You might know Brooke Smith from her role as Catherine Martin in 1991’s Silence of the Lambs, the girl Buffalo Bill puts in the hole after catching her driving around to Tom Petty’s “American Girl.” But you might not know that she lobbied for Bad Brains to play in the car. Smith was deep in New York’s hardcore scene in the ‘80s, going to shows and taking photographs of what she saw while she got a toehold in her acting career. “When I was hanging out on the Lower East Side I got my SAG card,” Smith says. “I had to dye my hair for a role—The Moderns, by Alan Rudolph—and it couldn't be purple.”
Using her mom’s Minolta camera, Smith captured kids, mostly, hanging out and playing music. Some kids headlined CBGB’s, some kids quit their bands before they recorded; some were just kids in the mix. The photos are now collected in a book called Sunday Matinee, published by Radio Raheem Records, a Brooklyn-based U.S. hardcore reissue label. Many of the photos included are being published for the first time, and they are startling.
Everyone’s very young. In one, Pete Hines, who played drums in Murphy’s Law, smokes a cigarette with a fresh Mr. Horsepower tattoo on his neck, looking all of 18, against a washed-out street corner. In another, Amy Keim, from Nausea, stands what must be a block away, in a tattered denim vest with a Crass patch, holding her newborn daughter. Ray Barbieri, Warzone’s departed singer, sits on a lawn chair stacked with pool cushions, about to play drums, while in another, two Cro-Mags members mug with one of Ingrid Bergman’s Oscars. Everything’s captured early: bands like Warzone and Underdog are shot with singers who moved on before they put out full lengths, and Agnostic Front don’t have many tattoos.
Everything’s captured early: bands like WarZone and Underdog are shot with singers who moved on before they put out full lengths, and Agnostic Front don’t have many tattoos.
And yet, Smith’s photos are only incidentally about music. They are a democratizing account of a young scene with no money or attention behind it. There are a lot of women in the book; more than have been captured in previous ones, or in some old zines and records. Alexa Poli, Smith’s roommate, shows up often in the front row. Smith’s peers are throughout. Modern Clix pepper the pages.
There’s also a deep sense of loss. Half of the book’s subjects, Smith estimates, are now dead. Many from drugs; some from AIDS. All of them very young kids, or “outsiders,” as Smith describes them, attracted to a music and scene defined by extremes. The East Village neighborhood in which most shows took place—around CBGB’s, on Bowery, and Great Gildersleeves, a few doors away—was in those days more or less a failed state, a ghost town without real infrastructure or a healthy tax base. There were not many rules. Still, that black space may have been what allowed all this music and life and everything else to happen.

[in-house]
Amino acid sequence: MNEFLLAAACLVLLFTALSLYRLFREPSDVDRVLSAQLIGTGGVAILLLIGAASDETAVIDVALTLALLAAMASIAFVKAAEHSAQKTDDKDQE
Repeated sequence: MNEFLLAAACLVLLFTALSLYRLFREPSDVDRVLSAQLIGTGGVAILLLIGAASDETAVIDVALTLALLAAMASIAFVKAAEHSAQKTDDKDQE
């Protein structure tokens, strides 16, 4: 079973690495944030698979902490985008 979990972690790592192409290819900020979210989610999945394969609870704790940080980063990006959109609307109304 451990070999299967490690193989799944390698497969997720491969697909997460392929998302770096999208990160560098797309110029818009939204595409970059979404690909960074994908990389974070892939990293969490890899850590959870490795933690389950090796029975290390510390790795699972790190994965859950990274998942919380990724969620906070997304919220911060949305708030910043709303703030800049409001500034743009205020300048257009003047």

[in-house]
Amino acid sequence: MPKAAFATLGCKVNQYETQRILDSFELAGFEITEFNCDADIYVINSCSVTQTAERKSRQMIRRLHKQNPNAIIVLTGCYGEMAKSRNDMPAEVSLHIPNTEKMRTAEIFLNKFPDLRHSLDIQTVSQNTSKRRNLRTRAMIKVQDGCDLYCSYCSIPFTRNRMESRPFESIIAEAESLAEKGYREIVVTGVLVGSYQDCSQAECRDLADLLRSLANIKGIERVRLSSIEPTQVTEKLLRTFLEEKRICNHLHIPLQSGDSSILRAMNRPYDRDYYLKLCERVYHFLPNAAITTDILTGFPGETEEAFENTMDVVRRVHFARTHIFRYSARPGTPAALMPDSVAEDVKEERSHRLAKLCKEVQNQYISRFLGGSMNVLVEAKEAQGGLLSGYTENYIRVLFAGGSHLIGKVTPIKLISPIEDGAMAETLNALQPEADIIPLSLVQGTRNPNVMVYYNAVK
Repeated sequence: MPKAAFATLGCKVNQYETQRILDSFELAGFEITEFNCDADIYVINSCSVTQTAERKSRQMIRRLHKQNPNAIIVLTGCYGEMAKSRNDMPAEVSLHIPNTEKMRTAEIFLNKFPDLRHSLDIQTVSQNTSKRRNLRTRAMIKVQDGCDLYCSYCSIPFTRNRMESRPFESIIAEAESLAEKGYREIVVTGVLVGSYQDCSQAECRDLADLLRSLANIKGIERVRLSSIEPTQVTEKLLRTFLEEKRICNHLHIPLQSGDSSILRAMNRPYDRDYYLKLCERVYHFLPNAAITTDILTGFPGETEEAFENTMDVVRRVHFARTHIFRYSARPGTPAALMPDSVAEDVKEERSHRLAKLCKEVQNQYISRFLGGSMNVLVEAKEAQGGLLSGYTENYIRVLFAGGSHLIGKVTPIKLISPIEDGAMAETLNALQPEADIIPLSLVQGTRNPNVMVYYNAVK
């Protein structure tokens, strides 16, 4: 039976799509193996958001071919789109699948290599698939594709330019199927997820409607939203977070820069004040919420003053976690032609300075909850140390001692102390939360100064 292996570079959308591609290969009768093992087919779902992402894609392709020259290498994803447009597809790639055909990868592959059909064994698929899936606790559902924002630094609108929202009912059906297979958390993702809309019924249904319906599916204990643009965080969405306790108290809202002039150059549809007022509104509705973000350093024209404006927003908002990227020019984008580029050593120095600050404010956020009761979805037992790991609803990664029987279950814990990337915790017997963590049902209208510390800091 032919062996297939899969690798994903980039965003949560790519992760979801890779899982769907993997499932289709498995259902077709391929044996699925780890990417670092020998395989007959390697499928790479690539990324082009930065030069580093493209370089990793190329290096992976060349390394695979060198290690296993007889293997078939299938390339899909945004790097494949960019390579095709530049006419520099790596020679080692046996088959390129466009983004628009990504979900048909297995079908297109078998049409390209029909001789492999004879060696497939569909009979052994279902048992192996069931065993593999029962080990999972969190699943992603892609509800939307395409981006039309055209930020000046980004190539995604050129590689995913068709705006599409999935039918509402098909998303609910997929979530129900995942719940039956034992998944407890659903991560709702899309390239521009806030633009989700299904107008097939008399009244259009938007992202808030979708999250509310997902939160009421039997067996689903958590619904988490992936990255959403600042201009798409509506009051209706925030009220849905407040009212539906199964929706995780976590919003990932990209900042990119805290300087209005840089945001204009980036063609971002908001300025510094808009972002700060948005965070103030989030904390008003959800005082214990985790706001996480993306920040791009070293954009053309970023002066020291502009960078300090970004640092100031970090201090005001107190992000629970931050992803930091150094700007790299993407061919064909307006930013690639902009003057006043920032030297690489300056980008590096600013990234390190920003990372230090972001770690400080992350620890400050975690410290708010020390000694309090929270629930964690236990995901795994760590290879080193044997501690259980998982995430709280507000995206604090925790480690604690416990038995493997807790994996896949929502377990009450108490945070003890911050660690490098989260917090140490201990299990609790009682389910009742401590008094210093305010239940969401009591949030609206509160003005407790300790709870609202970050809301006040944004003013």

Smith, now in her 50s, still takes photos—on set, in Africa, and, recently, at Agnostic Front shows again—when she’s not acting. She’s not alone in being a creative moonlighter: Dennis Hopper, also a director, has photos on permanent collection at the Met and MoMA, and Jeff Bridges does panoramic photography. Is there a through line? “It’s all a way of seeing,” Smith says. Acting and photography have for her, she says, “a similar feeling of losing myself, but being totally in the action and in the center.” Her most striking roles, like Lambs, share the eye of the storm energy that her pictures give off.
Below, Smith walks CREEM through Sunday Matinee photos that jump out at her, and the stories behind them.
A whole bunch of guys in that audience, huh? This is an early Agnostic Front show, after Victim In Pain. They were at their peak then. Carl “the Mosher” Demola is on the right and Jimmy Gestapo [from Murphy’s Law] in the middle. I heard John “Wrecking Machine” Goldin, who’s throwing Jimmy, is a cop now? [Laughter]. I like that ginormous speaker. It gave me tinnitus. For years I’d stand right under it at shows. I love the way, too, you can see all the way to the door, through the venue—all the people, and how small CB’s was. It almost gives you a feeling of being there. John’s gently flipping Jimmy down back into the audience. He was probably bouncing that day. When my husband saw this one, he asked, “What’s all that on the back of his ass?” Dude—sweat. It was like a Bikram class.